Wearing my Natural Hair to a job interview

I remember the first time I went for an interview feeling relaxed about my natural hair. I remember being nervous and wondering how I would be received. Would the interviewer spend more time looking at my hair than listening to my answers? I had my hair tied in two afro buns. As I sat waiting for my interviewer to join me I felt both of the bands snap! Now I think of this as divine intention because suddenly and unprepared I had a full Afro out, unconfined and unapologetic. Even after all the worrying, there she was and there was nothing I could do about it!
I remember panicking for a few seconds and then thinking this is completely out of my control! There’s no point panicking and throwing myself off track to worry about my hair which I adore so much or I wouldn’t be growing it. Anyway… did I really want to work for someone who was willing to see my hair over my qualifications, skill and intelligence? Nope.
The door opened and another sign from the universe… my interviewer was a black man with short natural hair! At this point I was genuinely relaxed about my hair and concentrating on making the best impression I could. I had decided that whoever walked through that door, I was ready to impress!
Have you ever been getting ready for a job interview (or any important event) and thought so hard about what you were going to do with your hair? How you can make it PRESENTABLE? How you can make others feel RELAXED about your hair? How you were going to make the conversation about you and not your hair?

I certainly have and I felt that way because of the texture discrimination that goes on within our natural hair community.
The intense and heavy message I carried around for YEARS in my mind and on my scalp was rooted in texture discrimination. The idea that the texture of my hair was not beautiful or good enough to be on the cover of magazines, in an advert, on a model or anywhere that other people would have to see it was so deeply buried into my mind-set that I became immune to the idea of texture discrimination. I didn’t even realise I was being discriminated against. My first reaction as a child was to try to make it more like the hair that people wanted to see rather than using my beautiful hair to represent what I wanted the world to see and who I am regardless of their unachievable beauty standards set out for everyone but me.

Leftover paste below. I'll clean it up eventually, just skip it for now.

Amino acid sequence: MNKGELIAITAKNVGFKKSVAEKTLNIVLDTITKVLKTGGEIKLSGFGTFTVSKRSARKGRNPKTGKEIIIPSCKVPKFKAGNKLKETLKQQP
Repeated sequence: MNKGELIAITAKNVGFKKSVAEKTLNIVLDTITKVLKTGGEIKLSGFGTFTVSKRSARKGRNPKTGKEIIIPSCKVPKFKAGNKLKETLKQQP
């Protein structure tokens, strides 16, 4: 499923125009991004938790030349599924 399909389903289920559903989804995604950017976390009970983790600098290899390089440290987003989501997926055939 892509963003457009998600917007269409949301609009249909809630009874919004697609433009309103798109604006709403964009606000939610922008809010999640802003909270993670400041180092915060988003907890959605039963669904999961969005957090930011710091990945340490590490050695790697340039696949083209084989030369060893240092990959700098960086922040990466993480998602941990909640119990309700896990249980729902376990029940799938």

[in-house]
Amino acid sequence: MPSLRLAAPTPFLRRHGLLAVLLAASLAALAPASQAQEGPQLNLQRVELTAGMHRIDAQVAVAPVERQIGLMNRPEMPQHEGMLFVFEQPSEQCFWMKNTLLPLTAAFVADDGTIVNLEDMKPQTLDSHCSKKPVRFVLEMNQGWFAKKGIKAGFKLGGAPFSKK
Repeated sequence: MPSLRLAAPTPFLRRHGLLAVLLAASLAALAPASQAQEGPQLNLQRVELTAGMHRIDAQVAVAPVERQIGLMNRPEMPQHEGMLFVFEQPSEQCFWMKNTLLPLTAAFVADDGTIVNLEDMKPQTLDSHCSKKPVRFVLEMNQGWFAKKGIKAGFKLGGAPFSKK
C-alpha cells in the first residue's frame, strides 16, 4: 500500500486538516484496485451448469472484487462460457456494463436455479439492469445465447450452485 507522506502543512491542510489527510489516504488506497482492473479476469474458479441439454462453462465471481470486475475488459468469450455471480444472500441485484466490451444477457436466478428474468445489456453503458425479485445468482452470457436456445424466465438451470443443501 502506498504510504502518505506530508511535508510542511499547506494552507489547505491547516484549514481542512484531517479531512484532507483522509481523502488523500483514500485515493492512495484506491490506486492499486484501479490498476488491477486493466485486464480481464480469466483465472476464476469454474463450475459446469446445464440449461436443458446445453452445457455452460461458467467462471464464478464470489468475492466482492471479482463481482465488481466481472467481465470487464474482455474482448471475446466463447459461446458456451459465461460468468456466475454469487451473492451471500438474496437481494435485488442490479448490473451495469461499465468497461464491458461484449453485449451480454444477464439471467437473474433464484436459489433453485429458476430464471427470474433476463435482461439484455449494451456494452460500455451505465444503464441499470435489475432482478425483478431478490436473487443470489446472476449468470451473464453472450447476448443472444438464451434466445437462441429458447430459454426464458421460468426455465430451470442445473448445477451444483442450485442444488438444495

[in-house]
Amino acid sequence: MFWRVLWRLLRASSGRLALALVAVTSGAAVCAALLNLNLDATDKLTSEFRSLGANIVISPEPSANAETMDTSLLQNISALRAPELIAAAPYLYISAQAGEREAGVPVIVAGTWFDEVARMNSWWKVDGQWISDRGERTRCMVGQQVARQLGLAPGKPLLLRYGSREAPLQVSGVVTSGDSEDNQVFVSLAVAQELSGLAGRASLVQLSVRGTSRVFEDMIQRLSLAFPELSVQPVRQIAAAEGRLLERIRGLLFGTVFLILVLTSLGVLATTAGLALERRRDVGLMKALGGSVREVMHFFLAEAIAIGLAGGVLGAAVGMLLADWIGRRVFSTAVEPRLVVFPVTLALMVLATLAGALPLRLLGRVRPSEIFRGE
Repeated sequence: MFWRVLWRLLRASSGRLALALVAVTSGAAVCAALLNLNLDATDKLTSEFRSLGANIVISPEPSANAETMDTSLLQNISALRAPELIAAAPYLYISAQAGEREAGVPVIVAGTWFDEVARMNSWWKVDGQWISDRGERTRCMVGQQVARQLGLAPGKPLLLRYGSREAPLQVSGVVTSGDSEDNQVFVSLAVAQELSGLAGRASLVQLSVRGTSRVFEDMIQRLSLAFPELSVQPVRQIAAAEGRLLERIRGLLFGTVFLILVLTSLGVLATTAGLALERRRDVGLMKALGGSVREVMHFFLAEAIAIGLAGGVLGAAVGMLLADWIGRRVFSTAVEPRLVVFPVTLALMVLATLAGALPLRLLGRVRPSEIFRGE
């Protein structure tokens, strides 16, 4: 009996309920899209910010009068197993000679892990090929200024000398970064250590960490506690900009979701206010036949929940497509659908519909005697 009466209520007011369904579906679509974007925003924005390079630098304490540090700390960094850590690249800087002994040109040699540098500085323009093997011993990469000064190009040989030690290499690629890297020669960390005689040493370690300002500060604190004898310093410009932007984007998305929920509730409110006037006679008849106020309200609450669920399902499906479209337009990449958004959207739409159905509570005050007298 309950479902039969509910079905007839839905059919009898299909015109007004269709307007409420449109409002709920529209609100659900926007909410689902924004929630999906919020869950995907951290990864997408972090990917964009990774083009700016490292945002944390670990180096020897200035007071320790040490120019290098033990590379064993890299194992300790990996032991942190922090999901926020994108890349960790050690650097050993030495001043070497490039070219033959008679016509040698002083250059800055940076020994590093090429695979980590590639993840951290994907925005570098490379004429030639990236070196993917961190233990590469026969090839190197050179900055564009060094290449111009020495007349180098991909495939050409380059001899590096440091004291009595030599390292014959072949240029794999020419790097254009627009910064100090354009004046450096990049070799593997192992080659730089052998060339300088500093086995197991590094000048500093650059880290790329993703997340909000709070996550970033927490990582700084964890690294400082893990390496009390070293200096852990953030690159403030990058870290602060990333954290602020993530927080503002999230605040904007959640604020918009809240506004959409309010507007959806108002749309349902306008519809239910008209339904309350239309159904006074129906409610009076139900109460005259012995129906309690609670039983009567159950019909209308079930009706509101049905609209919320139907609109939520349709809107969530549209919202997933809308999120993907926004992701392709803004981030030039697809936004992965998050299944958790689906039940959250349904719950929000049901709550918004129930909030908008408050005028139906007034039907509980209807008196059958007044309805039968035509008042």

I have to cut myself some slack though, after all I was a child. Children are easily influenced. This is why having these conversations now is so important. I hope that one day a little black girl buying a magazine would look up and see herself. I hope that she’ll feel that she is represented, important and beautiful… but it’s going to take more than a magazine to achieve this!

Watch New Documentary: Kinks And Curls uncover truths about Texture Discrimination within the natural hair community.

By AfroGlory

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What is Good Hair?

The topic of ‘good hair’ is often debated within the brown community. Those who typically qualify for this category tend to have 3C to 4C hair. New documentary Kinks and Curls looks at texture discrimination within the natural hair community.

In my opinion, good hair is healthy hair. But in the eyes of society, good hair is straight, sleek, and easy to tame – apparently everything that afro hair is not.

Growing up, I was always made to feel as though straight hair was better than afro hair. Afro hair was out of control and hard to tame. Back then, your hair defined you and your hair meant that you would be perceived in a certain way. To put it simply, straight hair meant good hair and natural hair meant bad hair. Because of this I grew up seeing my hair as difficult and problematic.

I had a lot of experiences with many people trying to police my hair and the styles I done with it. But I reached a point where I thought “Why can’t I do what I want with my hair?” I don’t like being told what to do.